Abstract. While there are a number of studies of productive vocabulary knowledge focussing on writing, there are considerably fewer on speech. This study seeks to remedy this imbalance by analyzing the vocabulary in spoken production, examining two groups of advanced Swedish speakers of L2 English—one studying English at a Swedish university and the other resident in London—and one group of English native speakers. The three groups performed two tasks, a role play and a simultaneous retelling of the first 14½ minutes of the film Modern Times. To obtain lexical frequency profiles for these groups, Cobb’s software program LexTutor was used. The program distributed the lexical items in the transcriptions of the speech of the three groups over the first thousand (K1) and second thousand (K2) frequency bands, the Academic Wordlist (AWL) and an ‘Off-list’ containing items outside of these three lists. The results showed that in the Role play the lexical profile of the London Swedes was closer to the native speakers compared to the university students. In the Retelling task the two Swedish groups performed similarly, differing significantly from the native group. An additional analysis of the length of repeated words and sequences showed that the London Swedes were closer to the native speakers in both tasks, suggesting a higher degree of automaticity in this group.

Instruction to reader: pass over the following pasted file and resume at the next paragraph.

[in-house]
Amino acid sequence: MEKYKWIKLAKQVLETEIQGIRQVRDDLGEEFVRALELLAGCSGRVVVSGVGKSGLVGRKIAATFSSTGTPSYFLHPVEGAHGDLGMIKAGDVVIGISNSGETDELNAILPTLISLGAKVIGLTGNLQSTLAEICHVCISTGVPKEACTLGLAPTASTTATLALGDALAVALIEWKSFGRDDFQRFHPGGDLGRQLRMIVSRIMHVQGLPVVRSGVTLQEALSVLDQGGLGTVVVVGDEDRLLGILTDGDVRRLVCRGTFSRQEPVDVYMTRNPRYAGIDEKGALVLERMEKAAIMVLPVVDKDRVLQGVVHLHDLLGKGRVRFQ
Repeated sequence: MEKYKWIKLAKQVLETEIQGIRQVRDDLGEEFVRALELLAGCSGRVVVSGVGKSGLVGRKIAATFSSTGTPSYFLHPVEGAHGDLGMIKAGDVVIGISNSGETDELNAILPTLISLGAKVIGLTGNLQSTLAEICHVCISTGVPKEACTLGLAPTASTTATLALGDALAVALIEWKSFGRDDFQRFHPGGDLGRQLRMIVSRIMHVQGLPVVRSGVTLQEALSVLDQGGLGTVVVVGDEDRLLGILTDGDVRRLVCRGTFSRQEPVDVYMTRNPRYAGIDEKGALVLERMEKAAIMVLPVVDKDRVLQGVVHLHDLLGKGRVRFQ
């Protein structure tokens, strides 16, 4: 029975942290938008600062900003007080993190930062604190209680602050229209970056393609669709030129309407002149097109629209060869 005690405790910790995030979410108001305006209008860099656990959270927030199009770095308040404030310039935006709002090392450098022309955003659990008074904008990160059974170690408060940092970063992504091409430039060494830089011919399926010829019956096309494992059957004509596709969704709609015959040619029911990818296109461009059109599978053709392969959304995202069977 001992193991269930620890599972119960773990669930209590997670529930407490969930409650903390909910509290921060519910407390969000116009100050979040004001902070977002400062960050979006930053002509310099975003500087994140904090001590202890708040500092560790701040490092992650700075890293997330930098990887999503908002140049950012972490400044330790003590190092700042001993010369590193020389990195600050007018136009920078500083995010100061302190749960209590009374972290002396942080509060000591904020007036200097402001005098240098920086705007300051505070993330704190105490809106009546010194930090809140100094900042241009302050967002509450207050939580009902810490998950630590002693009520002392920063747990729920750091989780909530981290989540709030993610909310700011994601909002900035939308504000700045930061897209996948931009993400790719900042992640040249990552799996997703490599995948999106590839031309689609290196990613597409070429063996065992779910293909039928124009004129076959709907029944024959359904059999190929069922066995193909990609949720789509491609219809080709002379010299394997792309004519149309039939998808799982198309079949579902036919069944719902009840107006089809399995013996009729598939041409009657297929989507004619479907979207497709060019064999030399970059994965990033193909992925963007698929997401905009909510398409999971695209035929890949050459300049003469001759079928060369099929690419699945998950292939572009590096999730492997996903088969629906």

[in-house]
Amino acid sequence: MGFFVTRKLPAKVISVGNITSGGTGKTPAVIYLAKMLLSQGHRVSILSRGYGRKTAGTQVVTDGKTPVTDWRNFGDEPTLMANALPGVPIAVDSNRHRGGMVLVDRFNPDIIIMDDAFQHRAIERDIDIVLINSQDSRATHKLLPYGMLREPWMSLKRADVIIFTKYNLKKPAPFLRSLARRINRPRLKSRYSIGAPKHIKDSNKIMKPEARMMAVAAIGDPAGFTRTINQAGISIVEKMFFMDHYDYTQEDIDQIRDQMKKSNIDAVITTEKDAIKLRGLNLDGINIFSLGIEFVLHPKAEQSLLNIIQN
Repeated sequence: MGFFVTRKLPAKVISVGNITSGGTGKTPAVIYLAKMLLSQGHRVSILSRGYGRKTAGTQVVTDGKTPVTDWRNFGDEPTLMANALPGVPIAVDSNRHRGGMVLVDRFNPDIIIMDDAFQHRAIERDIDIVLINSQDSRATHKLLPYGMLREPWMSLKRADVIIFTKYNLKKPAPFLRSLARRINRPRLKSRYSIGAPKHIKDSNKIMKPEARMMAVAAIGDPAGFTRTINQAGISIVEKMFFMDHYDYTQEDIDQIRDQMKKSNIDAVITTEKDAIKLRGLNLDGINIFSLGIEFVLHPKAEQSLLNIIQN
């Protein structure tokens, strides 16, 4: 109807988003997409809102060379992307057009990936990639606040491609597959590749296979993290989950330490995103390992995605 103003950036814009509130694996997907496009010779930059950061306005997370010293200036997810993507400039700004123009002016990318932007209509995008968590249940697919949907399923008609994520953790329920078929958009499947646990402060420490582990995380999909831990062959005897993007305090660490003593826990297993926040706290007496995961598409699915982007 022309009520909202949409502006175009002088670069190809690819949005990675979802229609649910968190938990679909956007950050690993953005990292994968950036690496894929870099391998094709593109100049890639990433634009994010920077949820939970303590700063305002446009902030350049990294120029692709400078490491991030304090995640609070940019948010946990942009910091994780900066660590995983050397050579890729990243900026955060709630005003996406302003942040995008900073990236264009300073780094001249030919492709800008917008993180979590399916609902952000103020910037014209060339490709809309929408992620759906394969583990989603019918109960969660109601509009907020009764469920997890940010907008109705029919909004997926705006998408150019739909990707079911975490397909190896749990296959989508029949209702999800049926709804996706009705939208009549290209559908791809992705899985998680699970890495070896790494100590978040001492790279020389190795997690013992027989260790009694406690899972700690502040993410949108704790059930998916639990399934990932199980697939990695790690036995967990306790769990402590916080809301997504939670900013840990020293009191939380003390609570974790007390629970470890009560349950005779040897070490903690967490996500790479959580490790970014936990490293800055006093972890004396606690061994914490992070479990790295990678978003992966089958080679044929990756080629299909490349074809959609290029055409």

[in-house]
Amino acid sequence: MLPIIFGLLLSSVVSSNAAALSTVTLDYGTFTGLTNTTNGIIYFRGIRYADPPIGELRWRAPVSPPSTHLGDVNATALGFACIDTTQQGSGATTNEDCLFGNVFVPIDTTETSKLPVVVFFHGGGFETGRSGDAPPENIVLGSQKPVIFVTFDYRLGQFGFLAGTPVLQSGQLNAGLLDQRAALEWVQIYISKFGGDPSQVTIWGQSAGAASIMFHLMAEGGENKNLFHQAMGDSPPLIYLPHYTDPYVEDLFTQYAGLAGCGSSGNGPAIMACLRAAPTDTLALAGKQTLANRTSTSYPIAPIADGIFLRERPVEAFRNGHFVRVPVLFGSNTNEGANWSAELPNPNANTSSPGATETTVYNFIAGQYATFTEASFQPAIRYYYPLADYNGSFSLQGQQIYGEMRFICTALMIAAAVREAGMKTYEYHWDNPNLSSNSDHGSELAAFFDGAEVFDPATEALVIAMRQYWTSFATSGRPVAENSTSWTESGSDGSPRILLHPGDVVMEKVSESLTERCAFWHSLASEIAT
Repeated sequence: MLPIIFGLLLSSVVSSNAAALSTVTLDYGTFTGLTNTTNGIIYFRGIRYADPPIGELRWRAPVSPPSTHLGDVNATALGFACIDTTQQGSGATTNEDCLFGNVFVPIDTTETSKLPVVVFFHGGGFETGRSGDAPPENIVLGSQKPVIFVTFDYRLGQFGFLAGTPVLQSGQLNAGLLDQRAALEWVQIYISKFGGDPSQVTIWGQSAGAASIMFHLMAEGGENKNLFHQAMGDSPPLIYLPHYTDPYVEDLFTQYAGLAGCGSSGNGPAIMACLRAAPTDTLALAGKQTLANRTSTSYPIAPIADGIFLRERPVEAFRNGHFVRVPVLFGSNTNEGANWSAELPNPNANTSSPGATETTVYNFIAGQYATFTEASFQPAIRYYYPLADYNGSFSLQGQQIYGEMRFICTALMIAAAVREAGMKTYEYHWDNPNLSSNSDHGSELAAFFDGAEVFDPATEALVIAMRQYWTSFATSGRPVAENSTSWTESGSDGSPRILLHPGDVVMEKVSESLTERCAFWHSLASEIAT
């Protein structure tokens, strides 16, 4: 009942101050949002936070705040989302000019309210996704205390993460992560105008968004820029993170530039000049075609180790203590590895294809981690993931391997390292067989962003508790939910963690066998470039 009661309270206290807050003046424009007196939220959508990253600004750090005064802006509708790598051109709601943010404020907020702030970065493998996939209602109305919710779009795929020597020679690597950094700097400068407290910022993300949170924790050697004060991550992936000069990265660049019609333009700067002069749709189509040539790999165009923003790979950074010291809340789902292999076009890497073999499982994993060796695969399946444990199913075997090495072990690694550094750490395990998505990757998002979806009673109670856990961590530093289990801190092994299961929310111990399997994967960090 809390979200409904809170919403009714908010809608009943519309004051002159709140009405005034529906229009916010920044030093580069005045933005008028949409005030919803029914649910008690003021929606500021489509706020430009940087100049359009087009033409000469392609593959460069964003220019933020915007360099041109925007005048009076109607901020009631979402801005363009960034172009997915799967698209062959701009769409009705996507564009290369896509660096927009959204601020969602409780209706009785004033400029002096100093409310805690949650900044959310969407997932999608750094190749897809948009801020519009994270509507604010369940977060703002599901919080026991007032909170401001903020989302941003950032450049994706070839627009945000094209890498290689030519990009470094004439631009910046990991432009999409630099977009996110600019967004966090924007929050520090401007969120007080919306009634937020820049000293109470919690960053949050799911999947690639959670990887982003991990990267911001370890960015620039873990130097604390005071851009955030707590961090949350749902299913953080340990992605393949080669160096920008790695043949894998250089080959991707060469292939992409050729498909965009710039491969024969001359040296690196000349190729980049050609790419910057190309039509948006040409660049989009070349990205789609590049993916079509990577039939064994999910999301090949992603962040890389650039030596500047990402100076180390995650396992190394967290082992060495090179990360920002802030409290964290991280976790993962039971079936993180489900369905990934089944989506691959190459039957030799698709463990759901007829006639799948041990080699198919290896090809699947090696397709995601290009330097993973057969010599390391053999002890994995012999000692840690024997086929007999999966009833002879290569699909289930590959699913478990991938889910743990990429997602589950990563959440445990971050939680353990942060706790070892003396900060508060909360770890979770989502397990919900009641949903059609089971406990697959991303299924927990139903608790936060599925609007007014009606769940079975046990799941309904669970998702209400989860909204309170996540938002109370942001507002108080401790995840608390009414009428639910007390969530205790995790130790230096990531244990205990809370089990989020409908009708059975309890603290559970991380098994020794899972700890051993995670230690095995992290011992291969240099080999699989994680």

Keywords: productive vocabulary, spoken production, advanced L2 English, lexical profile
Täby: Acta Universitatis Stockholmiensis , 2013. 93-108 p.